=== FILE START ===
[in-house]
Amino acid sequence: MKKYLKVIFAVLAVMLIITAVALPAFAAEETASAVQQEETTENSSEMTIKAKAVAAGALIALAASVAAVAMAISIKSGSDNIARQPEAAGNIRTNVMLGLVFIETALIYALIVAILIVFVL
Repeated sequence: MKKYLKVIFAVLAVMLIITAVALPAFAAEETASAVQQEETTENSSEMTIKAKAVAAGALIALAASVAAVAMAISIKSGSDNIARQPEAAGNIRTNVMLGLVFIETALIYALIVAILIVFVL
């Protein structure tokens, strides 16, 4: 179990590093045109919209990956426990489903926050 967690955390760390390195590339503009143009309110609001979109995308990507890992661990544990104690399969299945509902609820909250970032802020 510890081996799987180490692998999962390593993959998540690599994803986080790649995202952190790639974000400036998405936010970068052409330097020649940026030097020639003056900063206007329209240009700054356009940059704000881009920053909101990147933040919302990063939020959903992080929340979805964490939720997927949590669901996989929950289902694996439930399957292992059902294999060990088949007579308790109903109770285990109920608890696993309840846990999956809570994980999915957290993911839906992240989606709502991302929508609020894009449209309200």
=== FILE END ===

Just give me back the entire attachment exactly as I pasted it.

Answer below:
[in-house]
Amino acid sequence: MKKYLKVIFAVLAVMLIITAVALPAFAAEETASAVQQEETTENSSEMTIKAKAVAAGALIALAASVAAVAMAISIKSGSDNIARQPEAAGNIRTNVMLGLVFIETALIYALIVAILIVFVL
Repeated sequence: MKKYLKVIFAVLAVMLIITAVALPAFAAEETASAVQQEETTENSSEMTIKAKAVAAGALIALAASVAAVAMAISIKSGSDNIARQPEAAGNIRTNVMLGLVFIETALIYALIVAILIVFVL
């Protein structure tokens, strides 16, 4: 179990590093045109919209990956426990489903926050 967690955390760390390195590339503009143009309110609001979109995308990507890992661990544990104690399969299945509902609820909250970032802020 510890081996799987180490692998999962390593993959998540690599994803986080790649995202952190790639974000400036998405936010970068052409330097020649940026030097020639003056900063206007329209240009700054356009940059704000881009920053909101990147933040919302990063939020959903992080929340979805964490939720997927949590669901996989929950289902694996439930399957292992059902294999060990088949007579308790109903109770285990109920608890696993309840846990999956809570994980999915957290993911839906992240989606709502991302929508609020894009449209309200």